too much time playing multi-player games online, this may be the pick hit for you this holiday season.

The other major "game" demoed for us, a Gameboy "cookbook," impressed with its thoroughness; not only it did it pack hundreds of recipes but took you step-by-step through each one, down to how to chop vegetables or skim froth off a soup. Still, it was definitely aimed at the "more money than sense" demographic and/or culinarily challenged game addicts, rather than those of us who've been cooking their own meals since junior high and don't like to get their consumer electronics near open flames or hot grease.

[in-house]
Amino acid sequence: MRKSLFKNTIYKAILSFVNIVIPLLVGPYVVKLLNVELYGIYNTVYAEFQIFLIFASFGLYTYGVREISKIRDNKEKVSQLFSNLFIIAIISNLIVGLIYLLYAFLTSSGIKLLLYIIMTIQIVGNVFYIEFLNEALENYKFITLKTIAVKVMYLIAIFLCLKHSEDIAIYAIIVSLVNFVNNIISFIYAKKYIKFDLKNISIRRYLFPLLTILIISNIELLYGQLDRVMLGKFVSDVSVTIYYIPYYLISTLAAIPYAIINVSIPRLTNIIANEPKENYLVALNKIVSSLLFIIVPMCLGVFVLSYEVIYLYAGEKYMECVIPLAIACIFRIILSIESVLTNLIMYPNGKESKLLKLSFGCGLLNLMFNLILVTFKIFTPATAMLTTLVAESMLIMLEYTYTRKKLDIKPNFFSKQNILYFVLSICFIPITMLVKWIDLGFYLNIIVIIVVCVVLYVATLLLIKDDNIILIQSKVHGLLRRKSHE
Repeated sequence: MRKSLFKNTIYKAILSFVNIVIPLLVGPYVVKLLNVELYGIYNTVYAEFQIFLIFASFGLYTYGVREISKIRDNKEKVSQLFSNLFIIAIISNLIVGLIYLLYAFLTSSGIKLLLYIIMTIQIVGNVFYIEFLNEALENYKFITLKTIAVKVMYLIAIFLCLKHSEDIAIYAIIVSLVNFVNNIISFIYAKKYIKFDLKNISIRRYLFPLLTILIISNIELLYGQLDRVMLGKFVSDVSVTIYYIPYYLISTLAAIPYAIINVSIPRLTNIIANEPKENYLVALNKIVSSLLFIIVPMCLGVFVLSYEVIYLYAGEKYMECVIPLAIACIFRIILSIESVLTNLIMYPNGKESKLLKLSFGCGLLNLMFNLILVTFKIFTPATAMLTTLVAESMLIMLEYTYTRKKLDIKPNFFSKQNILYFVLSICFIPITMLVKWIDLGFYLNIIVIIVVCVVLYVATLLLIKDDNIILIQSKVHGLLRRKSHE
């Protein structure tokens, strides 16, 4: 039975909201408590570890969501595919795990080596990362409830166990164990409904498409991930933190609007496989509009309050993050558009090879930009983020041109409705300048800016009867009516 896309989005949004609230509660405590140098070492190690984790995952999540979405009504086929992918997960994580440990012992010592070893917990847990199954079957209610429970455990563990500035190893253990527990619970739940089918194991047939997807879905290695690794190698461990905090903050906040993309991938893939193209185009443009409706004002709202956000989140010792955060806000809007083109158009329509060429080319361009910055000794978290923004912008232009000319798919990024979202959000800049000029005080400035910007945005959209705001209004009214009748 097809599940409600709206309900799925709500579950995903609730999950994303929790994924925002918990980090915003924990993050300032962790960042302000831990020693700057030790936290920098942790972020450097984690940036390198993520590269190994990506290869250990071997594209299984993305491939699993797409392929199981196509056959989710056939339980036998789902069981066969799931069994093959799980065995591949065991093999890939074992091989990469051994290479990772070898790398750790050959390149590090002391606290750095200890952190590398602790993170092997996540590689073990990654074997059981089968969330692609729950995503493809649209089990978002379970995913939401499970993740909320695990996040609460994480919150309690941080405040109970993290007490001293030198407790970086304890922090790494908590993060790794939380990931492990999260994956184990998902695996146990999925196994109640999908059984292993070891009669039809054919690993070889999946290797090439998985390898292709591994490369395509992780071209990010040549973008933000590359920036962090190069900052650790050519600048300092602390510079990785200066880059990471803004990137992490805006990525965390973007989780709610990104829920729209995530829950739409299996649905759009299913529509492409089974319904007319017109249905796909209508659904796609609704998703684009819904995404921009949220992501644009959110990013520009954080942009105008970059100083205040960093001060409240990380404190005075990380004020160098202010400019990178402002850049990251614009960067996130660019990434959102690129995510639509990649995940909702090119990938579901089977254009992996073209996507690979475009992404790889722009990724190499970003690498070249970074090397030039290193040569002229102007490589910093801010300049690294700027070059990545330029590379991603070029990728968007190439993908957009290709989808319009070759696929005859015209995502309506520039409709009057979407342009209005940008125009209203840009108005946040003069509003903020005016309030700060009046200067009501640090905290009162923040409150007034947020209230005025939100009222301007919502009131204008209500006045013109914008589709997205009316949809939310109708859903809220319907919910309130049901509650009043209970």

As Nintendo loyalists, it somewhat pains us to shrug at Nintendo's recent offerings or grumble that we're more likely to play StarTropics (a game now old enough to vote) than any of its upcoming releases. But Wii owners who still prefer running, jumping, and shooting at things should spend a beyond-reasonable $10 on the newish

for Wiiware, a compulsively playable retro reminder of what once made Nintendo systems reliably great. And those of you who've yet to buy a Wii are probably wise to hold off in the name of your future fiscal solvency, at least until after the election. Or until they release another Zelda game.